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dc.contributor.authorLaPelle, Nancy R
dc.contributor.authorSimpson, E. Hatheway
dc.contributor.authorLuckmann, Roger S.
dc.contributor.authorMartin, Elaine Russo
dc.date2022-08-11T08:09:17.000
dc.date.accessioned2022-08-23T16:25:03Z
dc.date.available2022-08-23T16:25:03Z
dc.date.issued2004-11-08
dc.date.submitted2007-09-24
dc.identifier.doi10.13028/r93c-1918
dc.identifier.urihttp://hdl.handle.net/20.500.14038/36259
dc.description.abstractIn order to understand the information needs and the current and ideal approaches to information access in one major area of public health, semi-structured key informant interviews were conducted with 12 communicable disease control public health professionals in Massachusetts at their worksite. Examples of the types of information they commonly accessed and how it was accessed were solicited and/or observed where feasible. The interviews were transcribed and analyzed thematically. Information needs ranged from breaking news (e.g. epidemiology of emerging disease outbreaks) and untested programmatic ideas (e.g. how to handle prevention and treatment of West Nile Virus and SARS) to the need for published evidence-based information about better known diseases (e.g. tuberculosis and HIV/AIDS). Current preferences for information delivery mechanisms varied according to the type of information sought. Information about emerging diseases and programmatic interventions to address these were more often obtained from email alert systems and from informal local and national networks of colleagues via telephone, teleconference or special interest listservs. Information about more well-known diseases was often obtained via websites, general or specific journal search engines, or from listservs providing citations to new or updated sources of information about these diseases. Informants identified improvements to the existing information access and delivery systems that could meet their needs more effectively. This session will review areas for improvements identified by informants and suggest models that can be implemented to help public health professionals access credible and relevant information. Oral presentation at the 2004 American Public Health Association Annual Meeting, Washington, DC.
dc.language.isoen_US
dc.rightsCopyright the Author(s)
dc.subjectCommunicable Disease Control; Public Health Informatics; Public Health; Public Health Practice; State Government; Information Services; Access to Information; Needs Assessment; Qualitative Research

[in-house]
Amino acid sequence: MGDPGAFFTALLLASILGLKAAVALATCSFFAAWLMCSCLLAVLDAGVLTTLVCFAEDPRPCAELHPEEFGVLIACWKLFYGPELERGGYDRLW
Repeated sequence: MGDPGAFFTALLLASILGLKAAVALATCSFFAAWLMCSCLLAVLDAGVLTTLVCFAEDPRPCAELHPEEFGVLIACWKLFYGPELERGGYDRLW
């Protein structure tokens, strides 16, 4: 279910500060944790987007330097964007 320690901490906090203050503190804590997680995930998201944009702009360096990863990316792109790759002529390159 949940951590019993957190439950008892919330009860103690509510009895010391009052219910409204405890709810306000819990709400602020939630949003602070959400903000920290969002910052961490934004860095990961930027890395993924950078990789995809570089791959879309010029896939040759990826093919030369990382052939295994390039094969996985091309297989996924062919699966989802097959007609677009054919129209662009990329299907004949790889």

dc.subjectpublic health practice
dc.subjectpublic health workforce
dc.subjectstate health departments
dc.subjectcommunicable disease control
dc.subjectinformation needs
dc.subjectLibrary and Information Science
dc.titleImproving Access to Credible and Relevant Information for Public Health Professionals: A Qualitative Study of Information Needs in Communicable Disease Control
dc.typeConference Paper
dc.identifier.legacyfulltexthttps://escholarship.umassmed.edu/cgi/viewcontent.cgi?article=1072&context=lib_articles&unstamped=1
dc.identifier.legacycoverpagehttps://escholarship.umassmed.edu/lib_articles/71
dc.identifier.contextkey372600
refterms.dateFOA2022-08-23T16:25:03Z
html.description.abstract<p>In order to understand the information needs and the current and ideal approaches to information access in one major area of public health, semi-structured key informant interviews were conducted with 12 communicable disease control public health professionals in Massachusetts at their worksite. Examples of the types of information they commonly accessed and how it was accessed were solicited and/or observed where feasible. The interviews were transcribed and analyzed thematically. Information needs ranged from breaking news (e.g. epidemiology of emerging disease outbreaks) and untested programmatic ideas (e.g. how to handle prevention and treatment of West Nile Virus and SARS) to the need for published evidence-based information about better known diseases (e.g. tuberculosis and HIV/AIDS). Current preferences for information delivery mechanisms varied according to the type of information sought. Information about emerging diseases and programmatic interventions to address these were more often obtained from email alert systems and from informal local and national networks of colleagues via telephone, teleconference or special interest listservs. Information about more well-known diseases was often obtained via websites, general or specific journal search engines, or from listservs providing citations to new or updated sources of information about these diseases. Informants identified improvements to the existing information access and delivery systems that could meet their needs more effectively. This session will review areas for improvements identified by informants and suggest models that can be implemented to help public health professionals access credible and relevant information. Oral presentation at the 2004 American Public Health Association Annual Meeting, Washington, DC.</p>
dc.identifier.submissionpathlib_articles/71


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